Weeds Are The Key To Spring WalleyesBy Craig Ritchie - May 13, 2021
In the spring and early summer, that means emerging weeds - a major walleye magnet that so many anglers completely ignore.
Weeds attract walleye for several reasons. Their fertility means there's plenty of food, including smaller fish and leeches. Weeds provide cover and protection from predators, while also offering loads of oxygen and shade.
The key to catching weed walleye is to find the best spots within the weeds, and fish using techniques that give you the advantage.
Picking The SpotsMost anglers have heard the phrase weedline, which essentially means the line formed where the weed bed ends. That's your best starting point.
But don't just start randomly casting along the edge of the weeds. Instead, look for little details that point out changes. That could be things like places where the type of weed changes (such as when patches of cabbage weed mix in with random clumps of coontail or milfoil), or more distinct physical changes in the shape of the weedline, like points, subtle turns or corners. All of those things point to differences in the bottom content, which tend to attract fish.
Other spots to try are any openings in the weeds, like holes or little canals, which often show places where the bottom composition has changed. For example, it may show where rock emerges from a sandy bottom. Those types of changes will almost always hold fish.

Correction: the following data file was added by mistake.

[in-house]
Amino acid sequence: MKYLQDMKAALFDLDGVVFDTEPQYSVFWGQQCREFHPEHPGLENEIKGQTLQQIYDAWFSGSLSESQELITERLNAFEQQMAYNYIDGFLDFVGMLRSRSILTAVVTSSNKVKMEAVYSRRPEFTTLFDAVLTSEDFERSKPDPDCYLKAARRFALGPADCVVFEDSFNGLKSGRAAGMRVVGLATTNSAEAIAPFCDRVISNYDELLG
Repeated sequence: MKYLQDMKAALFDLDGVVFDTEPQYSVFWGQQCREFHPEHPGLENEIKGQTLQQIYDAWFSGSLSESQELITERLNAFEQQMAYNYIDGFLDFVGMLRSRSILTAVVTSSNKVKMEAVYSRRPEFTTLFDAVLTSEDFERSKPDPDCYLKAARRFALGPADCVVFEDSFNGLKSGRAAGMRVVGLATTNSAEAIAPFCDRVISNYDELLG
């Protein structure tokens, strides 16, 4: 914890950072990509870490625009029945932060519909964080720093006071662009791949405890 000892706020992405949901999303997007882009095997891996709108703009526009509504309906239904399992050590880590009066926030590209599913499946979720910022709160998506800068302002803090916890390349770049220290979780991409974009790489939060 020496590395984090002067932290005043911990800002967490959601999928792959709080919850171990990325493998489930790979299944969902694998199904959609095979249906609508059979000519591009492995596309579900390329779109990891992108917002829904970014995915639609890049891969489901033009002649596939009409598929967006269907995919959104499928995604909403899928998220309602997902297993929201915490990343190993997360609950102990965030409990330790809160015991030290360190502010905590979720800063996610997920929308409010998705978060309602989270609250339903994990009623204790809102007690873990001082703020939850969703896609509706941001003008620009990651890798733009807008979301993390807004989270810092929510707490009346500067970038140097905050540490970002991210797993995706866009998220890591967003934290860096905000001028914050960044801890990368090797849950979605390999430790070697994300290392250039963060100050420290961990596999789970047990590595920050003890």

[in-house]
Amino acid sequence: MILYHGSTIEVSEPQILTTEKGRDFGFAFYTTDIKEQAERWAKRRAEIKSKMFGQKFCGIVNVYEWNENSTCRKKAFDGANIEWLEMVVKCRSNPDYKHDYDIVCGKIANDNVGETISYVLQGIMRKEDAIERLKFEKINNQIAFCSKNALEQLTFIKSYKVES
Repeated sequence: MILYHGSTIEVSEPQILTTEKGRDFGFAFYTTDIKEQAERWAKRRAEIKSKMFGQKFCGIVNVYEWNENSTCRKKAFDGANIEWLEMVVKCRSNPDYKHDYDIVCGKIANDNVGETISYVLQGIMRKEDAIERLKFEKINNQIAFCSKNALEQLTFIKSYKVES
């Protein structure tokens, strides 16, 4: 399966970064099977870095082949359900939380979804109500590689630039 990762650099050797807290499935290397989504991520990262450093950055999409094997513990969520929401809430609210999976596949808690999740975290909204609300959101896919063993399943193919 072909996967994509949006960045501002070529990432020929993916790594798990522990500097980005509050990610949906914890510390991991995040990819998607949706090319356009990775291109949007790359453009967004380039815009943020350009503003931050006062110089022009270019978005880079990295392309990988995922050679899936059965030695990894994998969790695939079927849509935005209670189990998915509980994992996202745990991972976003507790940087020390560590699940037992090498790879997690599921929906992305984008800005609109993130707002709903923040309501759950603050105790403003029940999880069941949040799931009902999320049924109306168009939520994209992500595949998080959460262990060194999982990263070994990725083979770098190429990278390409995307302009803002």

Weed Walleye Tactics
Once you've found some spots to try, it's time to focus on how you're going to fish.
The key with weed fishing is to keep a short line, and generally fishing as vertically as possible so you're less likely to get caught up in the vegetation. Walleye will most often sit at the bottom of the weeds, rather than halfway up or on top. So you have to get your bait down to them, and jigs tipped with either grub bodies like the Berkley Power Grub, or shad bodies like the Berkley Swim Shad or Mister Twister Sassy Shad are the way to go. It's vertical fishing all the way.
I can remember one beautiful May morning many years ago with pro angler and my good friend Bob Izumi, while we were taping an episode of his nationally-syndicated Real Fishing TV show. We were fishing a shallow, weedy bay for walleyes using small jigs with soft plastic shad bodies. We were fishing a weed edge in anywhere from three to five feet of water, where we'd drop that soft plastic shad down to the base of the weeds, then fish in a slow lift-and-drop motion, only moving it by an inch or two at a time. In spite of the shallow water - you could reach down any time and touch the bottom with your rod tip - we caught all our fish directly under the boat, and never cast farther than a rod-length away.
Spring is an awesome time of year to catch walleye, and it's even more fun if you get away from the crowd and find active fish you can have all to yourself. Instead of competing with the hordes hammering those rocky points, go give weedy walleyes a try. You'll be glad you did.